Thursday, March 13, 2008

A Road Not Traveled

My wife and I have the opportunity to travel widely across the country, observing, listening to and engaging in conversation with the fellowship of the churches of Christ. As we do this I keep a travel log of what we are learning. Recently I was blessed to share with our local preachers what God has been doing through Kairos. Since many of these men are my “traveling companions in the kingdom” I wanted to share with them some of what I have been learning about our fellowship. The following is a condensed version of those thoughts. I pray these considerations will encourage and challenge you as you serve God in his great kingdom.

1. Our heritage is blessed by a powerful “believers church” theology that, in its strength, is not complacent with the world as it is. For church planting, it is this theological heritage that critiques pragmatism or personal preference as the foundations for decision making about what a church planter will do. Our believers’ church heritage should help us live out God’s desires in the midst of the fiercely opposing values of a world where the “prince of this world” rules hard. Leonard Allen in Things Unseen describes the essence of a believers’ church theology as an apocalyptic vision of the kingdom of God of which we are both recipients and outposts; this apocalyptic vision provides the dynamic that energizes us into service to the world.

2. Our fellowship is blessed by a deep desire to obey, rooted in a trust in God’s Word. When this desire to obey is based on relationship, knowing God--we do well; when this desire to obey is interpreted as being knowledgeable of the Word, disconnected from relationship with a personal God, we lapse into law-keeping which turns us brittle and harsh.

3. The Road Not Traveled – This is the title of the final chapter in John Mark Hick’s Kingdom Come, the story of James Harding, David Lipscomb and the Nashville Bible School. Our fellowship, and probably God’s people in general, tend to do better when we are traveling folk and not settlers. Our call is still the call of Abraham to leave Ur and of Moses to leave Egypt so that we can experience God as we travel with him. Working with John Mark’s theme, here are three areas that for me constitute the road our fellowship in our generation has yet to travel:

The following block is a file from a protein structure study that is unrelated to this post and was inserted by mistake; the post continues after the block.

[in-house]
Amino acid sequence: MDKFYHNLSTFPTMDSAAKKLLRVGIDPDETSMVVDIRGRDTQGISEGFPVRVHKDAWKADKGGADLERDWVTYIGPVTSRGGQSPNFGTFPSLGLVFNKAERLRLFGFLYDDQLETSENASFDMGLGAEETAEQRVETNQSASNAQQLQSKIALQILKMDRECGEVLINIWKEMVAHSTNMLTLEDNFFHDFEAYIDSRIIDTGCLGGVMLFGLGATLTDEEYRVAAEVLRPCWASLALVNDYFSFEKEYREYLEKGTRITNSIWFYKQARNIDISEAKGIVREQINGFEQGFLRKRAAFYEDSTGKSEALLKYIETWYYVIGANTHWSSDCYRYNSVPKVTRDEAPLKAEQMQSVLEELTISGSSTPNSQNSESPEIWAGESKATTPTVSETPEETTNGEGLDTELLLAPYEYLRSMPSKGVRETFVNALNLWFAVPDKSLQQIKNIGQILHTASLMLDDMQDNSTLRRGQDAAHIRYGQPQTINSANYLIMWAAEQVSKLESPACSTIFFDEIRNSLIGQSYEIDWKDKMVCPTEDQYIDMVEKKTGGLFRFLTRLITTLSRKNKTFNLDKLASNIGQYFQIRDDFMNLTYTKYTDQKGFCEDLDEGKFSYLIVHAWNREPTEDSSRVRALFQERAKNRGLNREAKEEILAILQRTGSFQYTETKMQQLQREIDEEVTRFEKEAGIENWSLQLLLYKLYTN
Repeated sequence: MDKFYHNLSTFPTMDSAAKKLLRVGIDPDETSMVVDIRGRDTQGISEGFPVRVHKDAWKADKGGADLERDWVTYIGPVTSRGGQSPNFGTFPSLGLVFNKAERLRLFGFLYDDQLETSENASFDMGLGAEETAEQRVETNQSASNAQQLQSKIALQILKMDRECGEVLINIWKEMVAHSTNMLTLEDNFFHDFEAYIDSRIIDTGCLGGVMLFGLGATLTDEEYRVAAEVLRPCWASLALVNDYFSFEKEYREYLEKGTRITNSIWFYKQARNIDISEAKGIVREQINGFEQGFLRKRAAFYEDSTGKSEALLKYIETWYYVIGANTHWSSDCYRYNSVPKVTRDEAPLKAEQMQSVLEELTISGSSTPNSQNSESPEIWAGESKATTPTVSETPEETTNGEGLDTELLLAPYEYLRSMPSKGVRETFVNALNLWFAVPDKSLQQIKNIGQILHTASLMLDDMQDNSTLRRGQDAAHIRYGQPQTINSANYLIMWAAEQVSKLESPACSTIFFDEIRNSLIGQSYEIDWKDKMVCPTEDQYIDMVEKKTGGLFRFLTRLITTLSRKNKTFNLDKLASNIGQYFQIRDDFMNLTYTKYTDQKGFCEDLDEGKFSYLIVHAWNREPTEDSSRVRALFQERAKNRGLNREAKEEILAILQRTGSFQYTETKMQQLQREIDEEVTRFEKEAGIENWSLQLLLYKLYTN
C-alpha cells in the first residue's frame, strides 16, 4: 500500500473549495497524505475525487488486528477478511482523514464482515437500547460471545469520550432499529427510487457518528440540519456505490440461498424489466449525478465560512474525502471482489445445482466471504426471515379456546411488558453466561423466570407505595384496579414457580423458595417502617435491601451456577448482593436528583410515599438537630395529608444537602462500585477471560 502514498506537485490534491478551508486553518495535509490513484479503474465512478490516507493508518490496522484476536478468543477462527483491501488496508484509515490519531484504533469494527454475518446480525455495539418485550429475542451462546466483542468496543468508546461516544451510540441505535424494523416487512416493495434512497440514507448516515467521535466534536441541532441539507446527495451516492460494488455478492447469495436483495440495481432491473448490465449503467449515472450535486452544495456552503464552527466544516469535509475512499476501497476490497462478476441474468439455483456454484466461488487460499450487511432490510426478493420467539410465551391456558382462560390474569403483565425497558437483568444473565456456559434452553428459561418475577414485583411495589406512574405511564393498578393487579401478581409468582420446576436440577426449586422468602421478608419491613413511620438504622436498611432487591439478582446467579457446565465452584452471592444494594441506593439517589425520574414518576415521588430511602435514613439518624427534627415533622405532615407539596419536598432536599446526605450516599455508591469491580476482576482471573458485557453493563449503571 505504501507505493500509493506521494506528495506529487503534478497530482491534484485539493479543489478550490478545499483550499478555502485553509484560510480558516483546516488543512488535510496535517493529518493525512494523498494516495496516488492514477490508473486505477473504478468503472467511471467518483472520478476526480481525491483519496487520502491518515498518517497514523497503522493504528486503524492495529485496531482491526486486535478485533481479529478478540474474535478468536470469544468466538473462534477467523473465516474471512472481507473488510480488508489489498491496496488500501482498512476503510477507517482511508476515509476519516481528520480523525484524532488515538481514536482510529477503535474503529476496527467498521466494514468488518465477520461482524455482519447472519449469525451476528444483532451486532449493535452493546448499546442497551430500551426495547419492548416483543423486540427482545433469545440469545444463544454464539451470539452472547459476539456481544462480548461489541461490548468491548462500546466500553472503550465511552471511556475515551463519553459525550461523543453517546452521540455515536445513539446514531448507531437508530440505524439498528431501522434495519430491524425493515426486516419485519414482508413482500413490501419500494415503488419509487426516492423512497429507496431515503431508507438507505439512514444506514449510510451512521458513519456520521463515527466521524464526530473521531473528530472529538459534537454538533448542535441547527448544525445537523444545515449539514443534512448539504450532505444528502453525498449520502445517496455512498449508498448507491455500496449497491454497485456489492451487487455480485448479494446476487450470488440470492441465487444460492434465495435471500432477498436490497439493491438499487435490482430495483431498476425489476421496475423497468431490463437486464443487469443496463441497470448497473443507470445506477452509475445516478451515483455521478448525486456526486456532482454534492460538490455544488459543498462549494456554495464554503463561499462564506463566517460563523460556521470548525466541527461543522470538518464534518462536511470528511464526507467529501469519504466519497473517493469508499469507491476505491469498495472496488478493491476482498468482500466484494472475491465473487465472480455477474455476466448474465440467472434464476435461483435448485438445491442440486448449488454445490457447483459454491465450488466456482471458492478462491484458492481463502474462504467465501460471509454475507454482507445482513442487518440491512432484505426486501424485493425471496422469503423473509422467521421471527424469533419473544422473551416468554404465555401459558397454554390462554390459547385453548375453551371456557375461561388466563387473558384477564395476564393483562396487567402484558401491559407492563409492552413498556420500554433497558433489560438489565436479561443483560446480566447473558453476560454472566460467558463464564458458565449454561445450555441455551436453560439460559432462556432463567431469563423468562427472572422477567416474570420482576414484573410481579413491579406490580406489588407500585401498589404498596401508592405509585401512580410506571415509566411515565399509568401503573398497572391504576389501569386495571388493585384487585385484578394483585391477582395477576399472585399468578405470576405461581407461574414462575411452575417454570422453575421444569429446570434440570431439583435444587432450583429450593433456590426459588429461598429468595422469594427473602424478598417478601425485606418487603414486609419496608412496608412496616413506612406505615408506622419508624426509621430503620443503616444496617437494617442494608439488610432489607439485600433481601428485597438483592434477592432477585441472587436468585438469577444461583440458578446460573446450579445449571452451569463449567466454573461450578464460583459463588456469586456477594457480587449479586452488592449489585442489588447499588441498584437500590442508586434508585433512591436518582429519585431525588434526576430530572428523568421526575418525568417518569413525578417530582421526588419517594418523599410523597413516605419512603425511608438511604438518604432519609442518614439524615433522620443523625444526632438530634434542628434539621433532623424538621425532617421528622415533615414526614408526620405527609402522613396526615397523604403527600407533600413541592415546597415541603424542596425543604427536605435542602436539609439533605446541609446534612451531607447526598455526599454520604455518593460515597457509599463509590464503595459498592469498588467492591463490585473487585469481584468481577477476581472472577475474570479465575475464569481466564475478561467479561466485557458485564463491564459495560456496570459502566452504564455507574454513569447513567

a. Reducing our pride and arrogance. Our spirit of debate and insistence on our correctness are signs. Our well-honed ability to critique, evaluate and look for fault is another. The most damaging evidence of this sin is our struggle with spiritual submission to those whom God brings with spiritual authority into our lives. I confess, I am truly a child of my heritage—I feel I can do better then “they can.” So I have the right to tweak, adjust, dissent. But honestly, I can’t do better. I’m doing the best I can. Lord enrich my willingness to be blessed by others.

b. Serving the world as part of the fellowship of the broken. Our strong “set apart” exclusivity has not only separated us from other believers’ traditions, it has often separated us from the world God intends for us to serve. If we are to be salt and light among God’s lost people we will gain the opportunity to be heard as we recognize that we too are members of the fellowship of the broken. It is this personal recognition that will raise our level of compassion out of the pew and into a life of transforming service in God’s world.

c. Developing a culture of generosity at the level of the congregation. My experience is that as individuals our fellowship can be generous—at times. This has seldom been my experience at the congregational level. A friend of mine recently made this observation of us, “When missionaries go to churches of my fellowship if they do not ask for big money, the churches are insulted. When missionaries go to churches of Christ your churches are insulted if they are asked for money.” Giving without expecting the benefit of the gift must truly be the definition of generous giving. My experiences suggest that generous giving is a road our churches have yet to travel.

I just wanted to share these thoughts with you as we learn together how to minister from our fellowship, calling one another to God’s mission among God’s lost people.

God bless you all for your contributions to the kingdom.

Stan Granberg

Kairos executive director

1 comment:

Andrea said...

Stan, I enjoyed our phone converstaion while I was at Manatawany this past week. "It's a small world afterall." I know I don't have to tell you that. I'll be checking in on your blog and Kairos from time to time. Internation mission is in my heart, but currently my four sons and their friends are my mission. Lord willing, he'll provide a time when other missions are possible.

Your parents were such a blessing in my life, when I was a child. No doubt, their love for my family helped me in my spiritual journey, and will influence my future generations as well.

Thanks for sharing your journey.